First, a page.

Lenovo Yoga 9i Review Color Gamut

Color Accuracy wise, the Lenovo Yoga 9i passes our standards as measured by our SpyderX Pro Display Analysis tool. The 14″ FHD display is rated at 98% sRGB, 73% AdobeRGB, and 73% DCI-P3 meaning it could do some professional-grade photo and video editing. At Php 100k, I honestly expected a much better panel considering that other cheaper devices both from Lenovo and other brands have better display specs than the one found on the Yoga 9i.

Lenovo Yoga 9i Review brightness and contrast

The display is rated at 400 nits and our measured peak brightness is at 384.4 nits which is well within our margin of error. Like what we’ve said in our previous Lenovo and Legion reviews, the brightness scaling remains to be an issue for Lenovo devices and the Yoga 9i is no exception as seen on the table. Ideally, 200 nits should be the brightness for the 50% power level and the 75% level should however around 250-300 nits for a more even scaling.

The integrated webcam has Lenovo’s signature physical privacy shutter that allows the user to physically block the camera when it’s not in use. A physical shutter is way better than an electronic shutter found on the Slim 7i Pro as it provides a better layer of security overall.

Lenovo Yoga 9i Review - Camera

The Camera is pretty much average and is on the better side of things. Its decent enough for taking video calls and meetings provided you have good lighting.

Lenovo Yoga 9i Synthetic Benchmarks

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We benchmarked the Lenovo Yoga 9i together with the different power settings found in the Lenovo Vantage Software. The main purpose of benchmarking power profiles will show how aggressive or conservative the manufacturer is in thermal management. These profiles will affect the CPU and GPUs’ boosting behavior in terms of duration and max clock speed which will translate to higher scores and stable framerates.

SuperPI 32M

Lenovo Yoga 9i Review superpi Benchmark

SuperPI is a single-threaded benchmark application that lets the CPU calculate Pi(π) to the nth digit. In this benchmark, we selected the Pi calculation to 32M, the highest available for the app.

wPrime 1024M

Lenovo Yoga 9i Review wprime Benchmark

wPrime is a benchmark tool similar to SuperPI, but the former takes on finding prime numbers using Newton’s Method. The benchmark is set to calculate 1024 million prime numbers, and the performance is measured according to calculation time.

GeekBench 5

Lenovo Yoga 9i Review Geekbench Benchmark

Geekbench is a multi-platform benchmark that’s used to gauge CPU performance and compare them across Windows, Mac, and Mobile. Geekbench 5 is the latest version and doesn’t rely on memory as much compared to the previous Geekbench 4, making it a great tool to measure both single-core and multi-core CPU performance.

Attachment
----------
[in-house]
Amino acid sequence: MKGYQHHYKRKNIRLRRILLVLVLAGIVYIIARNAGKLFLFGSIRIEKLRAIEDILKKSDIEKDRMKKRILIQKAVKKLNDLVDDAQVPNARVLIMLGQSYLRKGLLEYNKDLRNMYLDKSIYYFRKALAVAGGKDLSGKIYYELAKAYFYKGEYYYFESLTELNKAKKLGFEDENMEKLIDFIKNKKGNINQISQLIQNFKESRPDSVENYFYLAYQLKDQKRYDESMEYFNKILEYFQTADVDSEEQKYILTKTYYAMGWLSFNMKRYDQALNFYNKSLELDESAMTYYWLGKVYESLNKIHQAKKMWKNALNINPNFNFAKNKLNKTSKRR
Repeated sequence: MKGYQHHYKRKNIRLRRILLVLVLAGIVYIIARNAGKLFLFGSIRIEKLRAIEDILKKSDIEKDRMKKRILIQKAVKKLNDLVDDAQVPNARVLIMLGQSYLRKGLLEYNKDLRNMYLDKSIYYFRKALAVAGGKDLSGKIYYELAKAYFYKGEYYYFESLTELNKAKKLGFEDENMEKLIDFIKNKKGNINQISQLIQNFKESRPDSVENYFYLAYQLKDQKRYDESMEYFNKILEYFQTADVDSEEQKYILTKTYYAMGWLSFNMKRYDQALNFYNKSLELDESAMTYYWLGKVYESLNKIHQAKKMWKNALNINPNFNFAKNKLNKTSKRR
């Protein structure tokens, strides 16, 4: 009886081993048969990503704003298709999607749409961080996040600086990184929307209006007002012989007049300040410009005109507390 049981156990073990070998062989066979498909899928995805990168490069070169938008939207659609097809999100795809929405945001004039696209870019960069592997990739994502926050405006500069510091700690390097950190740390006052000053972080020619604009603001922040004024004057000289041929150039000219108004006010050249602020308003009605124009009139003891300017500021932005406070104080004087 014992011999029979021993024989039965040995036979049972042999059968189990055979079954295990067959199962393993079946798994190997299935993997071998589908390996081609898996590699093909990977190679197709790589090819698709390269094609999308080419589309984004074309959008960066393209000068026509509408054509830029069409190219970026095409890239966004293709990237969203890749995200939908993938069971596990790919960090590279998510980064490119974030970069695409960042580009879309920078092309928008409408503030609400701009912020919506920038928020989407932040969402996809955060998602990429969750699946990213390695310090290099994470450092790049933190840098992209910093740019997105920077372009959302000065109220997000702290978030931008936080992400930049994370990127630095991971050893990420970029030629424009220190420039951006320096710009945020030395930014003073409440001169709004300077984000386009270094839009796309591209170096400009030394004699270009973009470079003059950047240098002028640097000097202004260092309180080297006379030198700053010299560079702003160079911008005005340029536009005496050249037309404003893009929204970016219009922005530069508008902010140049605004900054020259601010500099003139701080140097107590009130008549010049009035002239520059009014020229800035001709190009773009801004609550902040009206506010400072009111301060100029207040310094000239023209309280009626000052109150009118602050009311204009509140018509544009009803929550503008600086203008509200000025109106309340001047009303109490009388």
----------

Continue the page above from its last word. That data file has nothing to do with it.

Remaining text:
Maxon’s Cinebench benchmark is one of the most iconic benchmark applications used by reviewers and enthusiasts. The latest Cinebench R20 and R23 use the latest rendering architectures, including Intel’s Embree ray tracing technology and other advanced features from AMD and Intel that allow users to render the same scene on the same hard. Cinebench R23 uses a larger and more complex testing scene than Cinebench R20 by about 8x computational power and requires 4x the memory.


Lenovo Yoga 9i Review Vray Benchmark

V-Ray Benchmark is a stand-alone version of V-Ray developed by Chaos Group. It is designed to test the CPU and GPU by rendering sample scenes at a fixed amount of time. V-Ray is a plug-in mostly utilized by 3D computer graphics software applications mainly for industrial design, product design, architecture, film, and video game production. V-Ray is not limited to 64-threads as it supports multi and mega-threading.


Lenovo Yoga 9i Review Blender Benchmark

Blender is a widely used, free, open-source 3D creation suite. It supports the whole 3D pipeline process from modeling, rigging, animation, simulation, rendering, and even motion tracking. Blender has become a standard for CPU benchmarks with the BMW27 and Classroom scene most used. This prompted the company to release Blender Open Data Benchmark in 2018, a benchmark-specific version that allows users to run a preset benchmark and share the results online similar to 3D Mark.


Lenovo Yoga 9i Review Corona Benchmark